It was clear from reports released this week by the two national political parties that Utah did not rank high in campaign giving or spending in 1988.
Hotel magnate J.W. Marriott Jr., a big name in the state but a resident of Washington, D.C., was the only recognizable Utah-connected personality in the reports by either the Republicans or the Democrats of large contributors to party coffers last year. Marriott was listed among 249 "Team 100" members who gave $100,000 or more to the GOP, aside from contributions to individual candidates.The lists covered giving that was not limited by federal rules governing specific races. Gifts to the presidential campaigns themselves were barred under rules that supplied federal funds to the Bush-Quayle and Dukakis-Bentsen tickets.
Not a single Utah resident showed up on the Democrats' list of 1,400 contributors to their National Committee's non-federal accounts, not subject to Federal Election Commission rules.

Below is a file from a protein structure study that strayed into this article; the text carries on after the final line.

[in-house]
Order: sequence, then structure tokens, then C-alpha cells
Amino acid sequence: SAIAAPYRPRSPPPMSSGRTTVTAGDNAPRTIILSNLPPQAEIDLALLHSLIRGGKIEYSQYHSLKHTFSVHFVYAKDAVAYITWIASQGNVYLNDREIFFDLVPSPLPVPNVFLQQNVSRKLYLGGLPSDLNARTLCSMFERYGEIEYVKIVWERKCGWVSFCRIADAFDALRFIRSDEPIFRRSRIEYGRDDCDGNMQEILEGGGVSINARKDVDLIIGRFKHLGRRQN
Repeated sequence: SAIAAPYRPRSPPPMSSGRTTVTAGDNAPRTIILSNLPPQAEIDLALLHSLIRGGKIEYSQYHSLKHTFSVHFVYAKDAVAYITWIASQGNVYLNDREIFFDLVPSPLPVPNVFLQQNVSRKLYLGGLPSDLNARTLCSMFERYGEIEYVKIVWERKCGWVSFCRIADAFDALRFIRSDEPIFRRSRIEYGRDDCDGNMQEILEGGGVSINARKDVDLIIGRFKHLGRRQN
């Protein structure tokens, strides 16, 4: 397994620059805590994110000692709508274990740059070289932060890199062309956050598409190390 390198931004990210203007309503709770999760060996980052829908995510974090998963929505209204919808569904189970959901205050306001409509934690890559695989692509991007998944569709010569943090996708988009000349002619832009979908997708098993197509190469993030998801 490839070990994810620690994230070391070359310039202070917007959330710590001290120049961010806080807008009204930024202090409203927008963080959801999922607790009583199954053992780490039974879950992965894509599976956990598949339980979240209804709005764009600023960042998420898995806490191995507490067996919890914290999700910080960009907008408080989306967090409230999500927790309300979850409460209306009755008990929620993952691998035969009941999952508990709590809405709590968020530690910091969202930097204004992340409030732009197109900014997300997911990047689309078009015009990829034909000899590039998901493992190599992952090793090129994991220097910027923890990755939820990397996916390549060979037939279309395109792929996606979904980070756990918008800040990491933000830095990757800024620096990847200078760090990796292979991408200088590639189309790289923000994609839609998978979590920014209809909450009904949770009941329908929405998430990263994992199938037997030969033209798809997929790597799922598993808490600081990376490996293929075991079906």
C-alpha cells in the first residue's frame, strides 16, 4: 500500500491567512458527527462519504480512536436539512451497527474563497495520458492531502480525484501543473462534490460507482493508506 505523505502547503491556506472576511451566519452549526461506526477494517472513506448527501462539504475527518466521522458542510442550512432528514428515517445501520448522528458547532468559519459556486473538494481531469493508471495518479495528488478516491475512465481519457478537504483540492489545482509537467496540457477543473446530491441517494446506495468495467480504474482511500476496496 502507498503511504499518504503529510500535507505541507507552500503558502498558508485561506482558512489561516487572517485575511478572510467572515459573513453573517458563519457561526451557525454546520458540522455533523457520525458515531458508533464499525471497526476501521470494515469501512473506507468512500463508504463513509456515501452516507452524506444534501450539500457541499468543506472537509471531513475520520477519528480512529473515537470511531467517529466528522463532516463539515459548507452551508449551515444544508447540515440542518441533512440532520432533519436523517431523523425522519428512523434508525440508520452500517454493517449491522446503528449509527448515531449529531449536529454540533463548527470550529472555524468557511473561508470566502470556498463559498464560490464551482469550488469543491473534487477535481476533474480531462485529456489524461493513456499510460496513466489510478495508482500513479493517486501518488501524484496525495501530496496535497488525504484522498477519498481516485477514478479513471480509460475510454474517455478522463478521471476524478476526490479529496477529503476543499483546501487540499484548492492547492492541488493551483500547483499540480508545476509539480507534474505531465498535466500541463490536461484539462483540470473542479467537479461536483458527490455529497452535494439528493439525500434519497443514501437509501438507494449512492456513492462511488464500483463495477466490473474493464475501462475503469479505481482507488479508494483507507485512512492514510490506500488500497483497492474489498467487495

The Democrats' non-federal account spent $15.7 million during the campaign's final three months, but only $5,633 went to Utah, three-hundredths of 1 percent. Actually Utah got more than Alaska ($1,884), Nevada, ($2,896.82) or Virginia ($1,063). The figures made it clear that the Democrats wrote Utah off early and wasted little money in the state.
Much larger amounts went to swing states the Democrats thought they could win: California ($3.1 million), Illinois ($1.8 million) and Texas ($1.5 million).